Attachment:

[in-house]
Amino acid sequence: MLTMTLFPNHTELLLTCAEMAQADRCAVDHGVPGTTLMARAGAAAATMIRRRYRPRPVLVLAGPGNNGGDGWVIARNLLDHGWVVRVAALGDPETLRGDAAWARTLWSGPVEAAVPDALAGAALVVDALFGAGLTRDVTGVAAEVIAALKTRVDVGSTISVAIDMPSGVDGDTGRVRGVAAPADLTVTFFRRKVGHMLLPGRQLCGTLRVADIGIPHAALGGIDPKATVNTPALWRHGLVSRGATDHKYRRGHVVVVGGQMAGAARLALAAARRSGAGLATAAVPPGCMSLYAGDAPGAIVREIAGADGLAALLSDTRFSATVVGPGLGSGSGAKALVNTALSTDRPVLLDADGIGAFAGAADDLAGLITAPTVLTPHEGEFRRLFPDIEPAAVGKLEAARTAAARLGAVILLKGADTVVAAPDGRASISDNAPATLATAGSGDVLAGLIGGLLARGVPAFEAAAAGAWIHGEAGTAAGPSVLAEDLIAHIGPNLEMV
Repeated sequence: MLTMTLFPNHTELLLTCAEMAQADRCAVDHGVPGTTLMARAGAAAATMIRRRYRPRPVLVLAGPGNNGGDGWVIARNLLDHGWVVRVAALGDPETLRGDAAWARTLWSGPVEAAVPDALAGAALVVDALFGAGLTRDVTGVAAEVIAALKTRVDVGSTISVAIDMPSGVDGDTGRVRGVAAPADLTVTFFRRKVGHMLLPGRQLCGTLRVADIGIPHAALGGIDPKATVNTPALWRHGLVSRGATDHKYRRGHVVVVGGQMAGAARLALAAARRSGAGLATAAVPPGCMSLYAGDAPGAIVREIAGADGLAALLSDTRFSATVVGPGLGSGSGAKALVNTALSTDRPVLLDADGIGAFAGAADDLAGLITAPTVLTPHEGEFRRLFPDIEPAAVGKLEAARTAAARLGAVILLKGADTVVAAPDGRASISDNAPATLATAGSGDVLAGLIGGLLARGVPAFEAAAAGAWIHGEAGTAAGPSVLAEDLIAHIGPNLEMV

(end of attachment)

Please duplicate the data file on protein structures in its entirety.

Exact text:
[in-house]
Amino acid sequence: MLTMTLFPNHTELLLTCAEMAQADRCAVDHGVPGTTLMARAGAAAATMIRRRYRPRPVLVLAGPGNNGGDGWVIARNLLDHGWVVRVAALGDPETLRGDAAWARTLWSGPVEAAVPDALAGAALVVDALFGAGLTRDVTGVAAEVIAALKTRVDVGSTISVAIDMPSGVDGDTGRVRGVAAPADLTVTFFRRKVGHMLLPGRQLCGTLRVADIGIPHAALGGIDPKATVNTPALWRHGLVSRGATDHKYRRGHVVVVGGQMAGAARLALAAARRSGAGLATAAVPPGCMSLYAGDAPGAIVREIAGADGLAALLSDTRFSATVVGPGLGSGSGAKALVNTALSTDRPVLLDADGIGAFAGAADDLAGLITAPTVLTPHEGEFRRLFPDIEPAAVGKLEAARTAAARLGAVILLKGADTVVAAPDGRASISDNAPATLATAGSGDVLAGLIGGLLARGVPAFEAAAAGAWIHGEAGTAAGPSVLAEDLIAHIGPNLEMV
Repeated sequence: MLTMTLFPNHTELLLTCAEMAQADRCAVDHGVPGTTLMARAGAAAATMIRRRYRPRPVLVLAGPGNNGGDGWVIARNLLDHGWVVRVAALGDPETLRGDAAWARTLWSGPVEAAVPDALAGAALVVDALFGAGLTRDVTGVAAEVIAALKTRVDVGSTISVAIDMPSGVDGDTGRVRGVAAPADLTVTFFRRKVGHMLLPGRQLCGTLRVADIGIPHAALGGIDPKATVNTPALWRHGLVSRGATDHKYRRGHVVVVGGQMAGAARLALAAARRSGAGLATAAVPPGCMSLYAGDAPGAIVREIAGADGLAALLSDTRFSATVVGPGLGSGSGAKALVNTALSTDRPVLLDADGIGAFAGAADDLAGLITAPTVLTPHEGEFRRLFPDIEPAAVGKLEAARTAAARLGAVILLKGADTVVAAPDGRASISDNAPATLATAGSGDVLAGLIGGLLARGVPAFEAAAAGAWIHGEAGTAAGPSVLAEDLIAHIGPNLEMV